Myanmar’s president Thein Sein on Sunday night declared a state of emergency after sectarian tensions between Buddhists and Muslims unleashed deadly violence. He warned that if the situation spun out of control, it could jeopardize the democratic reforms he has been instituting since taking office last year, and plunge the nation into anarchy.
The move comes after days of riots, arson and murders in a western state of Myanmar. A state of emergency effectively allows the military to take over administrative functions for the Rakhine State, a coastal region that borders Bangladesh. It is the first time Thein Sein has invoked the measure since becoming president last year.
“I would like to call upon the people, political parties, religious leaders and the media to join hands with the government with a sense of duty, to help restore peace and stability and to prevent further escalation of violence,” said Thein Sein.
“If we put racial and religious issues at the forefront, if we put the never-ending hatred, desire for revenge and anarchic actions at the forefront, and if we continue to retaliate and terrorise and kill each other, there’s a danger that (the troubles) could multiply and move beyond Rakhine,” Thein Sein said in a hastily arranged televised address.
“If this happens, the general public should be aware that the country’s stability and peace, democratization process and development, which are only in transition right now, could be severely affected and much would be lost.”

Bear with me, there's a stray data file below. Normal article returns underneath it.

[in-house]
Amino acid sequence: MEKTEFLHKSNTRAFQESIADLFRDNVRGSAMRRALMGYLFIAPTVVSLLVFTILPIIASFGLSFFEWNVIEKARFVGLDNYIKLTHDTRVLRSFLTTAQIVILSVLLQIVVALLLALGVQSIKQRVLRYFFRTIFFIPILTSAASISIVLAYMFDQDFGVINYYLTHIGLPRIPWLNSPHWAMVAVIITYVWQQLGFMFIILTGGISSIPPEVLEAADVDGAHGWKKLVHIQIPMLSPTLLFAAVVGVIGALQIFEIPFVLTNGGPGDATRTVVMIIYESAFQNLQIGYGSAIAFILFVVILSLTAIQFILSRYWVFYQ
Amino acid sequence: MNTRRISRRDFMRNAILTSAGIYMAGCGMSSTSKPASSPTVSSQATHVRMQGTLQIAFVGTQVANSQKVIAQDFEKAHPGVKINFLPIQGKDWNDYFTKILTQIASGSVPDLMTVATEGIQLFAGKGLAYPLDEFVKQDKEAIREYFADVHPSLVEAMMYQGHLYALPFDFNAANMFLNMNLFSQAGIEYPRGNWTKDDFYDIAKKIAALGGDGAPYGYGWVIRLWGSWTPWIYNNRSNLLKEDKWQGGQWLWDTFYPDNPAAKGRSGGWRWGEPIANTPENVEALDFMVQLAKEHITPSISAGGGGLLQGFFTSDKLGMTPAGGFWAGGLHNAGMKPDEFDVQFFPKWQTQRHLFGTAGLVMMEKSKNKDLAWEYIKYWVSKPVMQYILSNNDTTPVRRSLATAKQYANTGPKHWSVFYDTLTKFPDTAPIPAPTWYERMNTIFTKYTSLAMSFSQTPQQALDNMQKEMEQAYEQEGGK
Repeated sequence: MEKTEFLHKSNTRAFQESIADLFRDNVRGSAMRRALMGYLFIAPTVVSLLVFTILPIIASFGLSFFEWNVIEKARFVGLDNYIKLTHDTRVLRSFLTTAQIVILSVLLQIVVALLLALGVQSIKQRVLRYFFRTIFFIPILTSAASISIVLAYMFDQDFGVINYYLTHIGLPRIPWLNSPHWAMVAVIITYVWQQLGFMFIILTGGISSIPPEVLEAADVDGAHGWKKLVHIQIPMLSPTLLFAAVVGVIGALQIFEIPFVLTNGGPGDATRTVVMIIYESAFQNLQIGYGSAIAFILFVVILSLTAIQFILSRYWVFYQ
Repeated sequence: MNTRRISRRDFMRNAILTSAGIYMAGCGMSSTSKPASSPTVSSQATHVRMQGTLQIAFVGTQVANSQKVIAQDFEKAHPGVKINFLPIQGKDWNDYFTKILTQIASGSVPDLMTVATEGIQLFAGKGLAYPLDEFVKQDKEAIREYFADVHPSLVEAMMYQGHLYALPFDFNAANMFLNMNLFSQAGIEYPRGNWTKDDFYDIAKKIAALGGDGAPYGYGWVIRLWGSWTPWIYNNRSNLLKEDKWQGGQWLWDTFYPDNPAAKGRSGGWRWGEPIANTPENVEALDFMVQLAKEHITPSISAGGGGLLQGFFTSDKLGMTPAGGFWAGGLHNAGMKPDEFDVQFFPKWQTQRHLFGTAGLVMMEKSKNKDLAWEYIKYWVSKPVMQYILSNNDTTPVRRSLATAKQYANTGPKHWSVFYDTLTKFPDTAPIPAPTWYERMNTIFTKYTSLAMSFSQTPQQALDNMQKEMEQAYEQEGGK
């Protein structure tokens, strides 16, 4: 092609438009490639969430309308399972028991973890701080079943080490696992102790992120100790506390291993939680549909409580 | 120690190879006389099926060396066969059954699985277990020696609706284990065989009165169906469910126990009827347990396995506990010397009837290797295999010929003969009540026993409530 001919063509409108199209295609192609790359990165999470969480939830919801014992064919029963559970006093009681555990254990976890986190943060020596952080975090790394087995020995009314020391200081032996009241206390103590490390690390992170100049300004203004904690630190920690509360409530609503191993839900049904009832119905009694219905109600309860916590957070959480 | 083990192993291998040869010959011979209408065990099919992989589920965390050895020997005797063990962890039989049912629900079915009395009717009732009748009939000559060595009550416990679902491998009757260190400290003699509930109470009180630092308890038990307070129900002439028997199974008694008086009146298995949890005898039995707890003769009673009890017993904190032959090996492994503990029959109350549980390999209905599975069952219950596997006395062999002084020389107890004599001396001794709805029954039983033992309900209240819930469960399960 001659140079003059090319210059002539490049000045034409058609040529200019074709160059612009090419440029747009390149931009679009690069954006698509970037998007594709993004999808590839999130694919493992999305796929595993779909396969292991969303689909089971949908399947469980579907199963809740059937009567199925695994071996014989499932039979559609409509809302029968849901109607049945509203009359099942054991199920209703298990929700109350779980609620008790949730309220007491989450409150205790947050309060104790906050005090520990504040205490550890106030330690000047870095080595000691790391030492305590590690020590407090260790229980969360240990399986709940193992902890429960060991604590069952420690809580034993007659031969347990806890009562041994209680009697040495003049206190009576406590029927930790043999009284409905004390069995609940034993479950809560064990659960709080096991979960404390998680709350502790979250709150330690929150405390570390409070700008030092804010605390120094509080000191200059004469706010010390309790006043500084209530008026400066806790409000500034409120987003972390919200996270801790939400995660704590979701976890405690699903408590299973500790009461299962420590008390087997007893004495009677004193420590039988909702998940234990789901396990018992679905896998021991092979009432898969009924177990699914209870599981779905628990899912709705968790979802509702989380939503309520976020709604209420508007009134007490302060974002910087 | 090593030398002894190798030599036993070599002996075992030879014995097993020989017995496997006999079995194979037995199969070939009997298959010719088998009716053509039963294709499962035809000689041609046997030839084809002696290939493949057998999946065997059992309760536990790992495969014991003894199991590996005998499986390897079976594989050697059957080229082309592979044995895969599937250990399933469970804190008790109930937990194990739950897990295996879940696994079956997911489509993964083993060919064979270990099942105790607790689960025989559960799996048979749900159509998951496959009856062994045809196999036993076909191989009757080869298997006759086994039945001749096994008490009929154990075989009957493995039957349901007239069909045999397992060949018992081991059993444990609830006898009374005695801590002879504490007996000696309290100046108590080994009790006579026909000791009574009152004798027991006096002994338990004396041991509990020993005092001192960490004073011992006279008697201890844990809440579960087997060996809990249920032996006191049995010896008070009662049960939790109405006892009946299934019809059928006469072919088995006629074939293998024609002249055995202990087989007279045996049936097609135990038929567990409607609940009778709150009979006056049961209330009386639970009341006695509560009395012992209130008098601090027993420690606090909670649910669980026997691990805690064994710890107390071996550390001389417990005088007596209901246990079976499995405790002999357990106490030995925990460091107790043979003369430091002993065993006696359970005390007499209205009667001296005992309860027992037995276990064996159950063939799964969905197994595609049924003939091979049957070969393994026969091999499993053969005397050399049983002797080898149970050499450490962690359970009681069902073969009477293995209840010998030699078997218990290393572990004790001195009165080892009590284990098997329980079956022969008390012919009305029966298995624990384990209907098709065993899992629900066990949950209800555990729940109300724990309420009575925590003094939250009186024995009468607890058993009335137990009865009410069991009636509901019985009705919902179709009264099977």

The violence poses another obstacle to the government of President Thein Sein as he tries to open up the country after years of isolation imposed by a military junta and steer it toward democracy.
In the evening of May 28, a group of three Muslims raped and murdered an ethnic Rakhine Buddhist woman, Ma Thida Htwe near the Kyaut Ne Maw village. The police later arrested three suspects and sent them to Yanbyal township jail. Outraged, a crowd of 300 Buddhists retaliated in June 3 by lynching 10 Muslims to death.
In June 8, an angry Muslim mob numbered in thousands, came out from mosques after Friday prayer and burned down several houses in Bohmu Village, Maungdaw Township. They then proceed to burn down 14 villages. According to state media, at least 500 homes and other buildings have been torched during the mob violence. The president said the government would compensate those who had suffered losses and asked people to be magnanimous and understanding.
Shops in the state capital, Sittwe, were closed and the busy port city was unusually quiet Sunday, according to residents, though some neighborhoods experienced trouble. Some houses were set on fire by the Muslims today in Sittwe and four Rakhine villagers arrived at the hospital with knife wounds, said Nu Nu Tha, a Sittwe resident contacted by phone.
Almost all shops are closed and people live in fear that the Muslims might attack the Rakhine population. I am very scared and I have sent my children to Yangon by plane, Nu Nu Tha said.
Myanmar is a deeply Buddhist state with Buddhism practiced by 89% of the population especially among the Bamar, Rakhine, Shan, Mon, and Chinese. Christianity and Islam both accounted for 4% while Hinduism 1%. There is no official state religion, the constitution provides for the freedom of religion, however it also grants broad exceptions that allow the regime to restrict these rights at will.
In contrast to the previous military regime, Mr. Thein Sein’s government has been relatively open in releasing timely information about the recent trouble. Under the former ruling junta, such incidents usually went unreported or were referred to only in brief, cryptic fashion.
Army troops had been deployed to help police keep order, and security officials were reported to have fired shots to quell the violence, in addition to imposing a curfew. In Yangon, Buddhist monks and people from Rakhine state went to the Shwedagon Pagoda, Myanmar’s most revered Buddhist shrine, to convey their prayers for the murdered girl and those killed in the clashes.